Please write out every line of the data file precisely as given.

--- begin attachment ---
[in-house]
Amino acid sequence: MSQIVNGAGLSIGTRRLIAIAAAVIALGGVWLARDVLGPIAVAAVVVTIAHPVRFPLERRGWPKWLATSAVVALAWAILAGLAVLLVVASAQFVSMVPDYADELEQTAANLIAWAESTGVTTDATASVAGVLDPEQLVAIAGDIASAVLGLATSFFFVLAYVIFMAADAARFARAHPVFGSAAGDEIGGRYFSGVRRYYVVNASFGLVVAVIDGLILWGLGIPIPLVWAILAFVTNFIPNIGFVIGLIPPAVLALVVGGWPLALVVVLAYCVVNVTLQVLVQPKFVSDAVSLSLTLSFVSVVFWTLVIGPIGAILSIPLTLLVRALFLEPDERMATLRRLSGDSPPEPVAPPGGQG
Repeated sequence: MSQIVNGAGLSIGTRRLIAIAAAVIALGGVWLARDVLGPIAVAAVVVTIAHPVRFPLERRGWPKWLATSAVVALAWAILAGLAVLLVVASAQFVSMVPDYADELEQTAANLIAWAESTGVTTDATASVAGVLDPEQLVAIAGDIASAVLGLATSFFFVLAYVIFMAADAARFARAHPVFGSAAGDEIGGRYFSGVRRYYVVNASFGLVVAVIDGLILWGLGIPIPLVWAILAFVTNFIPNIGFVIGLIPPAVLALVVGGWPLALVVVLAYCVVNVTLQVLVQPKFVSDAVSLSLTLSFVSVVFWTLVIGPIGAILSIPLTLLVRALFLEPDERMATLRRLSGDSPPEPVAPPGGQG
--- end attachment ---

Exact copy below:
[in-house]
Amino acid sequence: MSQIVNGAGLSIGTRRLIAIAAAVIALGGVWLARDVLGPIAVAAVVVTIAHPVRFPLERRGWPKWLATSAVVALAWAILAGLAVLLVVASAQFVSMVPDYADELEQTAANLIAWAESTGVTTDATASVAGVLDPEQLVAIAGDIASAVLGLATSFFFVLAYVIFMAADAARFARAHPVFGSAAGDEIGGRYFSGVRRYYVVNASFGLVVAVIDGLILWGLGIPIPLVWAILAFVTNFIPNIGFVIGLIPPAVLALVVGGWPLALVVVLAYCVVNVTLQVLVQPKFVSDAVSLSLTLSFVSVVFWTLVIGPIGAILSIPLTLLVRALFLEPDERMATLRRLSGDSPPEPVAPPGGQG
Repeated sequence: MSQIVNGAGLSIGTRRLIAIAAAVIALGGVWLARDVLGPIAVAAVVVTIAHPVRFPLERRGWPKWLATSAVVALAWAILAGLAVLLVVASAQFVSMVPDYADELEQTAANLIAWAESTGVTTDATASVAGVLDPEQLVAIAGDIASAVLGLATSFFFVLAYVIFMAADAARFARAHPVFGSAAGDEIGGRYFSGVRRYYVVNASFGLVVAVIDGLILWGLGIPIPLVWAILAFVTNFIPNIGFVIGLIPPAVLALVVGGWPLALVVVLAYCVVNVTLQVLVQPKFVSDAVSLSLTLSFVSVVFWTLVIGPIGAILSIPLTLLVRALFLEPDERMATLRRLSGDSPPEPVAPPGGQG